With Etxelur facing catastrophe and Ana the only person capable of leading the tribe, a great project is undertaken. A project to protect Etxelur from the rising sea by building huge walls that will also allow Etxelur to reclaim land already lost to the sea. Far from being a great technological leap forward, Baxter presents this project as Etxelur reconnecting with its roots. Roots that burrow deep into a mysterious past in which Etxelur may well have been much more technologically and socially advanced than it currently is. Baxter beautifully conveys this sense of reconnection by having some of the characters wander around a seabed that has been temporarily emptied of water and turned into a surreal dreamland by the on-coming tsunami:

"Giddy with the heat, Dreamer shook her head and tried to think. Did sea creatures build houses? Did oaks grow underwater? Surely not. She remembered Kirike's talk of the precious lode of flint, creamy and flawless, lost under the risen waters of the bay south of Flint Island. Maybe, then, today was not the first time the sea had behaved strangely. Maybe before, perhaps long ago, it had risen up and covered over these trees, these houses, like that precious flint lode." [page 231]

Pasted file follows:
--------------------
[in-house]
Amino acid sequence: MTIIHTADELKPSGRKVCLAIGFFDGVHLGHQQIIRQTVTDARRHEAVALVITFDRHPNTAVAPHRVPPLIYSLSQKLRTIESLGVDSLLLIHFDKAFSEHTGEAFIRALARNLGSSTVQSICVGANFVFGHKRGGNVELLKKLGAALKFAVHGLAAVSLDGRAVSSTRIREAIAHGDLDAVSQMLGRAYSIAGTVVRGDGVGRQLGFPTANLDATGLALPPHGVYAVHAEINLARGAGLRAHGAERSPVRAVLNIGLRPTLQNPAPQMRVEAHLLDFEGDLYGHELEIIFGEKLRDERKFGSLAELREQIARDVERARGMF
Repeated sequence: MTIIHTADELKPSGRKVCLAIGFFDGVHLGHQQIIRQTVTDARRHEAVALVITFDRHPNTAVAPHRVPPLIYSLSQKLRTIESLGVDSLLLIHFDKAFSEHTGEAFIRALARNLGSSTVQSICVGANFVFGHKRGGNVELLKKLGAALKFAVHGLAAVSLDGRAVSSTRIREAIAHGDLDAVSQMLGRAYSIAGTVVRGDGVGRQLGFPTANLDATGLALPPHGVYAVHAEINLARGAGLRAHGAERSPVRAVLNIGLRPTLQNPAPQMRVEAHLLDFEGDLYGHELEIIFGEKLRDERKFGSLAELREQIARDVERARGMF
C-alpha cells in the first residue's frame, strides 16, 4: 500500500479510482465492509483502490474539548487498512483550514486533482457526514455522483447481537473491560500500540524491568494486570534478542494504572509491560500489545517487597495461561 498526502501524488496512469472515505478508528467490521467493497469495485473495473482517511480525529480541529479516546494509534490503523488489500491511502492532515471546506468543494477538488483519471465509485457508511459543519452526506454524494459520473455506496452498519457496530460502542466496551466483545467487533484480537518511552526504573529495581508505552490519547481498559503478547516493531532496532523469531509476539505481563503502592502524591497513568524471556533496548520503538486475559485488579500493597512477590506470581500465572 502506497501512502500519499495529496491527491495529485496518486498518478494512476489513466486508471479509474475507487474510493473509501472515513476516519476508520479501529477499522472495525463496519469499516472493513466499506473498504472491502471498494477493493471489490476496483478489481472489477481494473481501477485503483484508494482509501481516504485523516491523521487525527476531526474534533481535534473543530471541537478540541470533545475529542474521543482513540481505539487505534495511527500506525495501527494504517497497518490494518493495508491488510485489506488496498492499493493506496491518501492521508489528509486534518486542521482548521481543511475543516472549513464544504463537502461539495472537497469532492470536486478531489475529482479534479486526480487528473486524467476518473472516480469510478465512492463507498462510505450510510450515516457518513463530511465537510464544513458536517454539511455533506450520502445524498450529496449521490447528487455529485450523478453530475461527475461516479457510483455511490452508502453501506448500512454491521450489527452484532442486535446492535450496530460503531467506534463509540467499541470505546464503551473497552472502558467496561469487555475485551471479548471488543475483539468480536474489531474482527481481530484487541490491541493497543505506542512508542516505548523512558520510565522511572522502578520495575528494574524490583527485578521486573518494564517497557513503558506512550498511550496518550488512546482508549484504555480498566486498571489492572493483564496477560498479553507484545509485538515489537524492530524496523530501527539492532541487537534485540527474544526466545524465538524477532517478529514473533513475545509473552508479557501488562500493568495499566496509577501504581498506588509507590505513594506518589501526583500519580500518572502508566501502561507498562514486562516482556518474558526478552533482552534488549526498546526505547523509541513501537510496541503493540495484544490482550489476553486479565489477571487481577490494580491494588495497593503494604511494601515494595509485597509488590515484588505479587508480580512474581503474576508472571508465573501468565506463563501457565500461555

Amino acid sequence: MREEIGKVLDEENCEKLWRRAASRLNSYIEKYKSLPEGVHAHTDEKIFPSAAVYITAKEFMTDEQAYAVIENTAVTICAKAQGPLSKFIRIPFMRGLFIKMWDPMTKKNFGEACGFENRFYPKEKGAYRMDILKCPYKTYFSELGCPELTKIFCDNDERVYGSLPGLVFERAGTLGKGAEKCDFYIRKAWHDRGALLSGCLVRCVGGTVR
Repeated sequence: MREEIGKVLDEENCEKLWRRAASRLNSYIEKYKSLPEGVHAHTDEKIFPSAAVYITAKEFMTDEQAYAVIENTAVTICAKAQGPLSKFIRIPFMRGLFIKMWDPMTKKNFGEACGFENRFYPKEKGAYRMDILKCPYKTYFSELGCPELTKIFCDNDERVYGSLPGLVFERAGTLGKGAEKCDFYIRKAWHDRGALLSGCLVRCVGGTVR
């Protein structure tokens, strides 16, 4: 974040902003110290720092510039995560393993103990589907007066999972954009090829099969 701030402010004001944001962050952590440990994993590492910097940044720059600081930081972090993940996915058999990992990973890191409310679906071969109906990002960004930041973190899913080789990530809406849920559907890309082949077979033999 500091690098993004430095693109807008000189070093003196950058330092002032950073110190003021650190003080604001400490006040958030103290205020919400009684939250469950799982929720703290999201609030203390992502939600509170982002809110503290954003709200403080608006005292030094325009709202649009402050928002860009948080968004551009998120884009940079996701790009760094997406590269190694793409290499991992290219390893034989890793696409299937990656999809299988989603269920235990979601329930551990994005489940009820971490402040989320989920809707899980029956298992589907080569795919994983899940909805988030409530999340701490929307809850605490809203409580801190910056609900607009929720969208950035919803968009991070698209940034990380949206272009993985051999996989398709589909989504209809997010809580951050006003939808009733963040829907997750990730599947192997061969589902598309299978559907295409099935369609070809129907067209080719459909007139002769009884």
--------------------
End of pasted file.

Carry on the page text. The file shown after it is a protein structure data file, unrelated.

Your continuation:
As a real great wave smashes into Etxelur, a great wave of emotion breaks over the Pretani homeland. These two great waves break the four siblings and remoulds them into the shape required by history: Shade becomes the brutal and expansionistic Root of the Pretani while Ana becomes the utterly ruthless but visionary Giver of Etxelur. Meanwhile, Gall is reduced to the status of a Girardian criminal scapegoat whose death enables social change while Zesi becomes an embittered and isolated woman held unfairly by Shade to be responsible for the death of his family, while (equally unfairly) holding herself responsible for the deaths that occurred in Etxelur while she was away.

The book's three main characters are all shaped by their positions in society and the social networks of which they are members. Pretani is a monolithic and authoritarian society composed of absolute social hierarchies enforced by physical strength, while Etxelur is a multicultural society that owes its strength not to military might but to a willingness to engage and trade with the peoples from other cultures. As leaders of these different societies, the book's protagonists take on the personalities required of leaders. As a more open society, Etxelur even comes to use both Ana and Zesi to embody the different voices and tendencies existing within its culture with Ana representing multicultural engagement with the world while Zesi represents the more isolationist desire to cling to the older and more established ways of being: